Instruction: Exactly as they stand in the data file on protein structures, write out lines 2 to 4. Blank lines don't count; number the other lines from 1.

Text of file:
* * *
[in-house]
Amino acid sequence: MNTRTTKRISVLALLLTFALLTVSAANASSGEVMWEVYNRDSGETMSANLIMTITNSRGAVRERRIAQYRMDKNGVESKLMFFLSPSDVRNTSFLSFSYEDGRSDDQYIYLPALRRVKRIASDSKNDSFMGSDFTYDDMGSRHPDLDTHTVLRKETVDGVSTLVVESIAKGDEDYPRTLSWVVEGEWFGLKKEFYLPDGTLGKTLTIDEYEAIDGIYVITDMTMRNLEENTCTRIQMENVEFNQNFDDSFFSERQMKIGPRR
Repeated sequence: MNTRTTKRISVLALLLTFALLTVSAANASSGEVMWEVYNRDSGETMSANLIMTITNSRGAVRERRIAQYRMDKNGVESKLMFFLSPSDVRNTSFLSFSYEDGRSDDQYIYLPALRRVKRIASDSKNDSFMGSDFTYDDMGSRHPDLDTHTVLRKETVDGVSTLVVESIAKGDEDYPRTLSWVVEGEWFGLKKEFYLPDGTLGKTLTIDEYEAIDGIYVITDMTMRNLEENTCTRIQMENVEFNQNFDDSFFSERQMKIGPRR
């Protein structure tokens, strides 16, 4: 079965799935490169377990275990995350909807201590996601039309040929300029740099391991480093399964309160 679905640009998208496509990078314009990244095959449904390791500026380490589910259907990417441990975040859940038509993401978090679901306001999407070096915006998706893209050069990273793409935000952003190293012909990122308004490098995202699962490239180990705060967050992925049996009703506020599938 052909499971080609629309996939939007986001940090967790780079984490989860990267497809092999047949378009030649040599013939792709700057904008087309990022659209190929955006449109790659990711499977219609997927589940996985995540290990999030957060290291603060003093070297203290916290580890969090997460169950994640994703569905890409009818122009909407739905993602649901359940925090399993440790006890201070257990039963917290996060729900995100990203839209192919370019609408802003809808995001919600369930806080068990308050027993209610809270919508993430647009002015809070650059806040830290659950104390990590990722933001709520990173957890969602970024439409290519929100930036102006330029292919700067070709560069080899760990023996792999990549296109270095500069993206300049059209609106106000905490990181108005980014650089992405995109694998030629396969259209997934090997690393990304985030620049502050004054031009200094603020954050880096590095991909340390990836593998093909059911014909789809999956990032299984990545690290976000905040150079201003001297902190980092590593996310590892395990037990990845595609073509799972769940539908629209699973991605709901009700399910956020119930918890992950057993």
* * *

Amino acid sequence: MNTRTTKRISVLALLLTFALLTVSAANASSGEVMWEVYNRDSGETMSANLIMTITNSRGAVRERRIAQYRMDKNGVESKLMFFLSPSDVRNTSFLSFSYEDGRSDDQYIYLPALRRVKRIASDSKNDSFMGSDFTYDDMGSRHPDLDTHTVLRKETVDGVSTLVVESIAKGDEDYPRTLSWVVEGEWFGLKKEFYLPDGTLGKTLTIDEYEAIDGIYVITDMTMRNLEENTCTRIQMENVEFNQNFDDSFFSERQMKIGPRR
Repeated sequence: MNTRTTKRISVLALLLTFALLTVSAANASSGEVMWEVYNRDSGETMSANLIMTITNSRGAVRERRIAQYRMDKNGVESKLMFFLSPSDVRNTSFLSFSYEDGRSDDQYIYLPALRRVKRIASDSKNDSFMGSDFTYDDMGSRHPDLDTHTVLRKETVDGVSTLVVESIAKGDEDYPRTLSWVVEGEWFGLKKEFYLPDGTLGKTLTIDEYEAIDGIYVITDMTMRNLEENTCTRIQMENVEFNQNFDDSFFSERQMKIGPRR
């Protein structure tokens, strides 16, 4: 079965799935490169377990275990995350909807201590996601039309040929300029740099391991480093399964309160 679905640009998208496509990078314009990244095959449904390791500026380490589910259907990417441990975040859940038509993401978090679901306001999407070096915006998706893209050069990273793409935000952003190293012909990122308004490098995202699962490239180990705060967050992925049996009703506020599938 052909499971080609629309996939939007986001940090967790780079984490989860990267497809092999047949378009030649040599013939792709700057904008087309990022659209190929955006449109790659990711499977219609997927589940996985995540290990999030957060290291603060003093070297203290916290580890969090997460169950994640994703569905890409009818122009909407739905993602649901359940925090399993440790006890201070257990039963917290996060729900995100990203839209192919370019609408802003809808995001919600369930806080068990308050027993209610809270919508993430647009002015809070650059806040830290659950104390990590990722933001709520990173957890969602970024439409290519929100930036102006330029292919700067070709560069080899760990023996792999990549296109270095500069993206300049059209609106106000905490990181108005980014650089992405995109694998030629396969259209997934090997690393990304985030620049502050004054031009200094603020954050880096590095991909340390990836593998093909059911014909789809999956990032299984990545690290976000905040150079201003001297902190980092590593996310590892395990037990990845595609073509799972769940539908629209699973991605709901009700399910956020119930918890992950057993």